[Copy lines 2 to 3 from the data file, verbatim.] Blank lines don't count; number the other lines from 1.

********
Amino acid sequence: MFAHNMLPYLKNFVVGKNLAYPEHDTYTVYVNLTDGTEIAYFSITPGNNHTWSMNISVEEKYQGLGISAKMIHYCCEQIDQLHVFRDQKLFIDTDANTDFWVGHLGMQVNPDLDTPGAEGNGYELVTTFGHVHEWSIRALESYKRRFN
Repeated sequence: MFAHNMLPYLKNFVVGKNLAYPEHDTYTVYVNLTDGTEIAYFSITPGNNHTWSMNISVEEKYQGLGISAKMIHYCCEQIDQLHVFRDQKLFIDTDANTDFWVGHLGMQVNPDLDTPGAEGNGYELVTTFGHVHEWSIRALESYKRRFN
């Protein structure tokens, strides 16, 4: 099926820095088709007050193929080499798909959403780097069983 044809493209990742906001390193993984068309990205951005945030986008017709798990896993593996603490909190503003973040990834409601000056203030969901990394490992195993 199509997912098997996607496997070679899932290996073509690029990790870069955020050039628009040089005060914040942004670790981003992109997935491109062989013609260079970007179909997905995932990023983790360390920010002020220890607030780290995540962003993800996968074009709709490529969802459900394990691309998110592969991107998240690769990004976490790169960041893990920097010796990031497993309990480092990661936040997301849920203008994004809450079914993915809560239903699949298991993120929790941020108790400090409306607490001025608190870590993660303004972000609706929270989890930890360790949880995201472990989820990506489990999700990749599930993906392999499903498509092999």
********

Repeated sequence: MFAHNMLPYLKNFVVGKNLAYPEHDTYTVYVNLTDGTEIAYFSITPGNNHTWSMNISVEEKYQGLGISAKMIHYCCEQIDQLHVFRDQKLFIDTDANTDFWVGHLGMQVNPDLDTPGAEGNGYELVTTFGHVHEWSIRALESYKRRFN
């Protein structure tokens, strides 16, 4: 099926820095088709007050193929080499798909959403780097069983 044809493209990742906001390193993984068309990205951005945030986008017709798990896993593996603490909190503003973040990834409601000056203030969901990394490992195993 199509997912098997996607496997070679899932290996073509690029990790870069955020050039628009040089005060914040942004670790981003992109997935491109062989013609260079970007179909997905995932990023983790360390920010002020220890607030780290995540962003993800996968074009709709490529969802459900394990691309998110592969991107998240690769990004976490790169960041893990920097010796990031497993309990480092990661936040997301849920203008994004809450079914993915809560239903699949298991993120929790941020108790400090409306607490001025608190870590993660303004972000609706929270989890930890360790949880995201472990989820990506489990999700990749599930993906392999499903498509092999």